Hit & Run

iPod Mischief

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If you've ever wondered how to turn your iPod into a pirate radio station, fret no longer. Phillip Torrone of Engaget has the answer.

Granted, some of the uses he suggests might transgress the rules of propriety:

We usually keep a couple tracks of silence ready to go, ever get stuck at a stop light for like 10 minutes and the dude in the next car is blasting the radio? With the super easy iPod interface you can quickly get to the station he's on and send over whatever you want, a couple gentle ocean waves or birds usually works out great.

If you've ever gone to the Gym, or stared in to one from the outside?you'll notice the TVs are muted and set to broadcast on specific FM frequencies, folks then tune in their radio headsets to whatever station to listen to the audio as they exercise. Now we're not suggesting you go around and broadcast over CNN or anything, but we think broadcasting "Aliens have landed today, the President and UN will be making an announcement immediately" could be quite fun. We'll be trying this out with our gym pals who are usually up for a good gag.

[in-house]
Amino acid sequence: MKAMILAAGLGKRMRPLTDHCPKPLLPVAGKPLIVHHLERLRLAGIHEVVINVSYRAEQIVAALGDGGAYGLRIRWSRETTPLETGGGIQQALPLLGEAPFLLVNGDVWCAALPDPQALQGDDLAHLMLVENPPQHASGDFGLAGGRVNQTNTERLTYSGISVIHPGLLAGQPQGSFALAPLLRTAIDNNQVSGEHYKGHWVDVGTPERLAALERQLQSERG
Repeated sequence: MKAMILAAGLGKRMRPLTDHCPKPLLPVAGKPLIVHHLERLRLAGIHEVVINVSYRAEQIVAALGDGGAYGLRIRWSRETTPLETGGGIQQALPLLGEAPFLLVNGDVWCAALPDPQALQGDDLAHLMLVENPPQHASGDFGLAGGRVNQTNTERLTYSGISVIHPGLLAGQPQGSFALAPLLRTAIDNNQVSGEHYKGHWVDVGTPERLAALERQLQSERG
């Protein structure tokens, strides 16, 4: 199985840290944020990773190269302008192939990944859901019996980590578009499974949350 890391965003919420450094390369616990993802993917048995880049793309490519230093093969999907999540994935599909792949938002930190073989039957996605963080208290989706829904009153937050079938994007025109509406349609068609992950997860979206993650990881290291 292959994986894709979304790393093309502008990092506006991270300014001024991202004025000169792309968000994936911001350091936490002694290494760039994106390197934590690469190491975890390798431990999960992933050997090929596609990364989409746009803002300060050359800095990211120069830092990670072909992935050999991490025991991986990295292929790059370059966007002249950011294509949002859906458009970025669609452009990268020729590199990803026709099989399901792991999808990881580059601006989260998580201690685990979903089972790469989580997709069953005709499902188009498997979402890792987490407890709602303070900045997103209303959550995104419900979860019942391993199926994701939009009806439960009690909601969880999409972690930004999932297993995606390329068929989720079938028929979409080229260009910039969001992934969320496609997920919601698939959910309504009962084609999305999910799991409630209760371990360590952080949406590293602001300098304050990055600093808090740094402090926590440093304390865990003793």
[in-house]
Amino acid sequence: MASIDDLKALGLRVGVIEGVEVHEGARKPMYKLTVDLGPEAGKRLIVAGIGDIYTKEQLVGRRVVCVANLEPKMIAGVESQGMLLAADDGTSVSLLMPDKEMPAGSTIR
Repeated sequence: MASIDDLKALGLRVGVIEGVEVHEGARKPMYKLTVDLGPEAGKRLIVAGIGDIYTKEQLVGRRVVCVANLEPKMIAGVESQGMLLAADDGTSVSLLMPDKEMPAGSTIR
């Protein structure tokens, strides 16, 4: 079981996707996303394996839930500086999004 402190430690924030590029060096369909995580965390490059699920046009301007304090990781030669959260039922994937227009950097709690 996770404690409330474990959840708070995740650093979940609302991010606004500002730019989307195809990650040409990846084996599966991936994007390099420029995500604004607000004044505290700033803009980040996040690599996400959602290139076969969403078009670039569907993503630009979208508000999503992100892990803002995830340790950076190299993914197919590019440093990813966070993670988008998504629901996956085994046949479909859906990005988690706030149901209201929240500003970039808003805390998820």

There's a big body of libertarian literature that argues that slices of the electromagnetic spectrum should be treated as fee-simple private property. A few years ago, though, Tom Bell asked whether such a plan might step on another set of property rights:

Suppose, for example, that on your land you used, for private wireless communications, a frequency owned by a local radio station. If your use did not interfere with your neighbors' reception of that station, on what grounds could the supposed owner of the frequency object to your use? The example is not as farfetched as one might at first think. Similar facts have already given rise to a dispute under the current licensing system, under which the federal government claims title to the airwaves. Households of all sizes increasingly put wireless communications to personal use in garage door openers, cordless phones, baby monitors, and so forth.

If you buy that argument, then perhaps it isn't so unethical to use your iPod to jam a noisy car radio … if it's idling outside your home. Right?

OK, so maybe I'm just rationalizing.